Topic “Divorce”

Divorce re-forms families. Instead of two parents living under one roof, there are now two homes where the children live, each with its own distinct culture and traditions. Ideally, the transition to this new world order goes smoothly, and the children adjust with relative ease.

At its worst, divorce can devastate a family.  At its "best," divorce can be part of a process that helps a family re-establish itself in a new and workable form.  Children are the innocents in a divorce process;  they have not precipitated this event, but this is frequently one of the most significant events in their lives to date.  Invariably, parents want to ensure their children's health and well-being during this challenging time.  For many, this involves seeking resources that facilitate the transition.

Divorce is a traumatic experience, and one of life's most devastating transitions.  Whether you are the initiator of your divorce or the spouse receiving the news of your partner's desire to end the marriage, there is a significant emotional component to your divorce.  It is essential to acknowledge and attend to those emotions;  ideally, you are able to access resources and manage your feelings in a way that helps you preserve your family, your parenting relationship and your dignity.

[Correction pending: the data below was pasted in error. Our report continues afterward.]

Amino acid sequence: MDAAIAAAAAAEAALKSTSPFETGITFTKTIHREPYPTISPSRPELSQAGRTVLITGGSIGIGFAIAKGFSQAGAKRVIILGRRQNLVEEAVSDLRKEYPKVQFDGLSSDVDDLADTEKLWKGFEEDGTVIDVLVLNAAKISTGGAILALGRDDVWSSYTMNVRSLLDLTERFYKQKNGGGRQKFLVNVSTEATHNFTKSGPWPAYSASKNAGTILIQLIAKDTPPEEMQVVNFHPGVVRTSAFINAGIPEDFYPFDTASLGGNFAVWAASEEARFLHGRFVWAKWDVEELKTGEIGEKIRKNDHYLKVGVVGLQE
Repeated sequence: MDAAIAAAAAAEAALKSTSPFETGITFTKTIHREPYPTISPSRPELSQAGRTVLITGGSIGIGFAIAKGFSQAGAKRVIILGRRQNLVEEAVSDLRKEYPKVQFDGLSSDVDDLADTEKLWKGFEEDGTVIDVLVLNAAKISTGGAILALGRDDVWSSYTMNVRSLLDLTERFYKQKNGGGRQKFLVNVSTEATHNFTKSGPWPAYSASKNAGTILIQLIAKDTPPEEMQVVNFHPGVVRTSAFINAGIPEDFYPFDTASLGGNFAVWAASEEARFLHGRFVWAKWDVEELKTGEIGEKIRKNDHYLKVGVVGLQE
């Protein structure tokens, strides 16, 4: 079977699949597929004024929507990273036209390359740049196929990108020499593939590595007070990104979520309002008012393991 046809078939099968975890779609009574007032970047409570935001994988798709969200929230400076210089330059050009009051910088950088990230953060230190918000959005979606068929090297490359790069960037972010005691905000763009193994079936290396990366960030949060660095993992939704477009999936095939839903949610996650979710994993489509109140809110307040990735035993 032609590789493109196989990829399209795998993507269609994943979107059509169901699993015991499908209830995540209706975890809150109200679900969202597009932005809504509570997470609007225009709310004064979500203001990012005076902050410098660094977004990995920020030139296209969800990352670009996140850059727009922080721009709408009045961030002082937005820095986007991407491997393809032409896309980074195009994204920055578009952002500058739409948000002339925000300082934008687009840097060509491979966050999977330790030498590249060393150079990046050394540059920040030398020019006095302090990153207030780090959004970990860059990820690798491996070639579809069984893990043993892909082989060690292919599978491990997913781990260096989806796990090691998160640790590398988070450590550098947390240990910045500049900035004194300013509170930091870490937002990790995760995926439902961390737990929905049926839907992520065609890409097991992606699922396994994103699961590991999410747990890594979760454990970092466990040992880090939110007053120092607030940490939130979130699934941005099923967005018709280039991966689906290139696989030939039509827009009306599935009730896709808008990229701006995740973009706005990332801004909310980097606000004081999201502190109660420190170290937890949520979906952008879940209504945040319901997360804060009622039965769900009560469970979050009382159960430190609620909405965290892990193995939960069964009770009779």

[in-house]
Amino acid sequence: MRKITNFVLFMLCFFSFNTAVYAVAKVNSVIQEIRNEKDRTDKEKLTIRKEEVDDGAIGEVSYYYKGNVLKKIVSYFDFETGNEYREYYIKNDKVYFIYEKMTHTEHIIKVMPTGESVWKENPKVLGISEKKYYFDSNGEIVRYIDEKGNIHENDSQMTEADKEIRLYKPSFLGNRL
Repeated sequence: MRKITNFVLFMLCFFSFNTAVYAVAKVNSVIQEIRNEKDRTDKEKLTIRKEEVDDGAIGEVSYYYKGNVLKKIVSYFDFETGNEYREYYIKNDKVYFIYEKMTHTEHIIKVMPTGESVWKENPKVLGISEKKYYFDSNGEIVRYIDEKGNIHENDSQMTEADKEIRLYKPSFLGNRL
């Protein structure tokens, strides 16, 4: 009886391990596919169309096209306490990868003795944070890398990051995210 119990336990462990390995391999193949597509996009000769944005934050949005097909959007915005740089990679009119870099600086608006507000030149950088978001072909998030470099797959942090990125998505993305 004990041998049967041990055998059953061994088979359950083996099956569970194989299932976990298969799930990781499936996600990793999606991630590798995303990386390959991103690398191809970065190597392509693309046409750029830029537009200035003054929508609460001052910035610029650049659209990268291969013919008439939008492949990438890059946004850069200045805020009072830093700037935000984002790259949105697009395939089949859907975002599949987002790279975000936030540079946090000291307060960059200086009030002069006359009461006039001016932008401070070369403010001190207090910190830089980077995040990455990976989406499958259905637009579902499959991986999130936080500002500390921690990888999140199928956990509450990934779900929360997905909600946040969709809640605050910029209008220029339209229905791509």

The end of a marriage represents not only a loss, but also a new beginning.  If you're newly divorced, a lot more than marital status has probably changed.  This is a time to take stock and make some plans.  What sorts of goals do you have for yourself emotionally, socially, financially, professionally or as a parent?  You may have already begun to consider what your post-marital life looks like in some or all of these areas, the divorce process may have given you some tools with which to approach these, you may be working through these issues in therapy, or meeting with

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Many elements inform my practice:  training in clinical social work, a 20-year career in business, and my role as a parent, to name just a few.

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